Local billionaire to fund Swiss America's Cup challenge

Ernesto Bertarelli (left) and the former Team New Zealand skipper, Russell Coutts, hope to bring the America's Cup trophy to Europe for the first time. Keystone / Fabrtice Coffrini

The Swiss billionaire, Ernesto Bertarelli, has decided to fund Switzerland's entry into the 2003 America's Cup. New Zealander skipper, Russell Coutts, will captain the Swiss sailboat in a bid to bring the trophy to Europe for the first time.

This content was published on September 7, 2000 - 08:14

Bertarelli, chief executive officer of the biotechnology company, Serono, told a news conference he was underwriting the budget to the tune of SFr95 million ($53 million).

The 34-year-old Bertarelli - known as the "Baby Billionaire" - and double America's Cup winner Coutts, said they had built up half of a 55-member syndicate for the Auckland competition.

The team will train on the double-keel sailboat "Be Happy" which took part in the last America's Cup under a Swiss flag, until their two new craft are ready in 2002.

Bertarelli, a keen sailor, won Geneva's Bol d'Or regatta in June aboard his catamaran Alingi. He also won the race in 1997.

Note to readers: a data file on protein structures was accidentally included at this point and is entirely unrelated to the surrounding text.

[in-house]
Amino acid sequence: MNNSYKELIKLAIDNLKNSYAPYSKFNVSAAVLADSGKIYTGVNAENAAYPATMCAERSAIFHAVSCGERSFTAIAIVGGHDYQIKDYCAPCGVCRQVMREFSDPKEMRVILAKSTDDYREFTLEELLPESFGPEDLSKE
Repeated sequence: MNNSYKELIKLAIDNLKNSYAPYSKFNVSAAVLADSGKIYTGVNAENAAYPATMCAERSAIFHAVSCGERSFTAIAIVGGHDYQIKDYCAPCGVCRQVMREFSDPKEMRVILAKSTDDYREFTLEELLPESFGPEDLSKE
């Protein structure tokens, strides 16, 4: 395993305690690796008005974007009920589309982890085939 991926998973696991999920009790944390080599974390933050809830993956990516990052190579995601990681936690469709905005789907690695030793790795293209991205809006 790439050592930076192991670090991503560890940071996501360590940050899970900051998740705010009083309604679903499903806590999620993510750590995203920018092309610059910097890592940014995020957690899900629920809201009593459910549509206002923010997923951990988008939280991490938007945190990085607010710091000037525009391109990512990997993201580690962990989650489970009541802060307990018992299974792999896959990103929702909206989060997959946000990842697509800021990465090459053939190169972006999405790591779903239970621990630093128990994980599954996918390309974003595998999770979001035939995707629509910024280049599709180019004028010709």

The 38-year-old Coutts was cagey about whether Bertarelli would get a place in the Swiss team, saying: "He could have a sailing role on board in the form of navigator or other roles. He would be more than capable."

Coutts, who won the prestigious event for New Zealand five years ago, caused a furore at home when he defected to the Swiss team last May along with several key members of the team who had successfully defended the cup in March.

Other defectors include Brad Butterworth, winning tactician for Team New Zealand in 1995 and 2000, and mainsail trimmer, Warwick Fleury.

The team plan to train in the Mediterranean next summer. Bertarelli said he was open to races against Prada, the losing challenger this year whose homeport is Punta Ala, Italy.

At least 12 challengers are expected to enter for the competition by the closing date of March 2001.

swissinfo with agencies

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